Beloved, it is time to break my Lenten-compelled silence with regard to the baptism of Baby Sussex.
When wisdom eventually prevails and the Lord Chamberlain, as commanded by Her Majesty, invites me, if not to assist in the christening, then at least to be present, I would have only one wish. Namely to have the full choir of St Cyprian, Langa accompany me to the UK and to share in the liturgy in the Chapel Royal in St James’s Palace on that occasion.
It would be good to have this celebrated choir sing an appropriate canticle and a restrained version of Lizalis’idinga lakho (Fulfil your Promise) on an occasion when a royal child of African descent is inaugurated into the Kingdom of God.
This idea came to mind during the singing of a hymn at the renewal of priestly vows on Maundy Thursday. The guest conductor, Mveleli Radebe, his head bowed to the right, gently caressed the air in small curved hand movements. The alto and voices were coaxed into subliminal harmony as a mezzo-soprano and a countertenor filled our ears and hearts with the sound of God’s love.
Let me say, though, that the christening has been on the minds of many of the good people of our city. And I was recently made aware of it in the most unexpected of ways.
On Ash Wednesday, the lingering taste of Shrove Tuesday’s cinnamon-dusted pancakes danced on my fasting mouth as I stood in line at Pick * Pay in Mowbray.
As I pondered whether it was harmful to play the Lotto during Lent, I became aware that I was the subject of an intense stare. (Let me just declare at this point, to you who point fingers while the whole of Newlands Forest crowds your outlook on life, that I have an arrangement with myself that when I eventually win back the donations I have made over the years to various charities via the Lottery - plus a few millions more - that I will share 10% with those to whom the Spirit leads me. Yes, even those whom I love but who irritate me and whom I can’t even stand.)
Eventually the silent scrutiny was broken by, “As salaam alaikum...” I turned, and my “Wa alaikum as-salaam” was met by an excited, “Oh, I thought you’re the Imam from the Al Azhar Mosque in Aspling Street, but now I see you’re the Imam from the Cathedral!”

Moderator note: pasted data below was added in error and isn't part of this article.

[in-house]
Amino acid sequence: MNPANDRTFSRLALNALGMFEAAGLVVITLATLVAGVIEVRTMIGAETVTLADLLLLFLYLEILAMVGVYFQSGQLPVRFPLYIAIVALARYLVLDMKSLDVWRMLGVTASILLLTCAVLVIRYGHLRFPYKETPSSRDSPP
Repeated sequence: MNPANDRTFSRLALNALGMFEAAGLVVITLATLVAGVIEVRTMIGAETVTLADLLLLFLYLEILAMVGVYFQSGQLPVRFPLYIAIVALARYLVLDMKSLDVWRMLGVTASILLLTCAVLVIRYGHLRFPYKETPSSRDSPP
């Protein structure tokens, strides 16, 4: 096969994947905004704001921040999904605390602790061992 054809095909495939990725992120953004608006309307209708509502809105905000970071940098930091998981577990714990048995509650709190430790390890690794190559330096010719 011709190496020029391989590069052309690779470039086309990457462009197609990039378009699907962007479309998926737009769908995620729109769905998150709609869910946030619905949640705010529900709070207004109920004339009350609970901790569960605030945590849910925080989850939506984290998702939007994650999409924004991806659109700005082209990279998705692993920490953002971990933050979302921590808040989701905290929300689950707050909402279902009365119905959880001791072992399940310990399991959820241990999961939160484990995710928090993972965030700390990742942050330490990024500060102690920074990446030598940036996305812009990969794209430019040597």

My fellow shopper - Yusrah Bennett, I later learnt - was from Gatesville. She followed up our exchange of courtesies with the question I have been asked so many times: “How is Meggs doing?” While a Cathedral faithful peered into my shopping basket, I denied any familial link to the Duchess of Sussex. This was seen as a sign of my humility and I was assured that DNA don’t lie and the truth was there in our nose shape and skin tone.
In hushed tones Yusrah beckoned me to stand closer. Her niece, who works in one of the royal places in London, had apparently overheard Cuzzin Meg say: “Oe gottallah, ek kannie mee die ghoes se majat sturvigheid vattie!”
This is almost impossible to translate, but suffice to say the alleged snobbery of Kate was being highlighted. Shame. I responded that I hoped they would sort out their differences soon. I quite like Kate and I think the two ladies are victims of circumstances beyond their control. “Yes,” affirmed Yusrah, “it’s not so lekka to be with child and still having to stress.”
I must say that when the invitation finally lands on the Deanery doorstep, it will come, as President says, “as quite a shock”.
* The Very Rev Michael Weeder is the Dean of St George’s Cathedral in Cape Town.
** The views expressed here are not necessarily those of Independent Media.